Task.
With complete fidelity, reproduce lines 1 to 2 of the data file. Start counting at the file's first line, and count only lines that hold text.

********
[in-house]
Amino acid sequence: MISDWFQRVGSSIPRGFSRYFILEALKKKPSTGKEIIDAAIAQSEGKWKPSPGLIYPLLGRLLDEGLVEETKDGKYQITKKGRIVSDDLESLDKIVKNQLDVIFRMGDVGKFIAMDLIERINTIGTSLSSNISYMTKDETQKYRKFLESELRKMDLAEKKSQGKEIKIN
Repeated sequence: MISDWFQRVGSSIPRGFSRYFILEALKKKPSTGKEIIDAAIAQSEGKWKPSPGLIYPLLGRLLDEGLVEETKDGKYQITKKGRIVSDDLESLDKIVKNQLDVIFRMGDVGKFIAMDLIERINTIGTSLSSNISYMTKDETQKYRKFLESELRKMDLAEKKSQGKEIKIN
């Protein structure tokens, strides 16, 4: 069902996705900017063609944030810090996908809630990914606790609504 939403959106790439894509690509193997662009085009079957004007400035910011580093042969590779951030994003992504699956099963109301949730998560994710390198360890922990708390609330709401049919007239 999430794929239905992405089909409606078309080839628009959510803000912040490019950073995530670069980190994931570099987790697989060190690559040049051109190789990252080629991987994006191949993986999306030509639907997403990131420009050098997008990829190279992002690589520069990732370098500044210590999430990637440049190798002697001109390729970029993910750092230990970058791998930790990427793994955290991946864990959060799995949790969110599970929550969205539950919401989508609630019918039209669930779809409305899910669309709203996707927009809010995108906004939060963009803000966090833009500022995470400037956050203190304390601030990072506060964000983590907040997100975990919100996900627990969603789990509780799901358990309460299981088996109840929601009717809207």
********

[in-house]
Amino acid sequence: MISDWFQRVGSSIPRGFSRYFILEALKKKPSTGKEIIDAAIAQSEGKWKPSPGLIYPLLGRLLDEGLVEETKDGKYQITKKGRIVSDDLESLDKIVKNQLDVIFRMGDVGKFIAMDLIERINTIGTSLSSNISYMTKDETQKYRKFLESELRKMDLAEKKSQGKEIKIN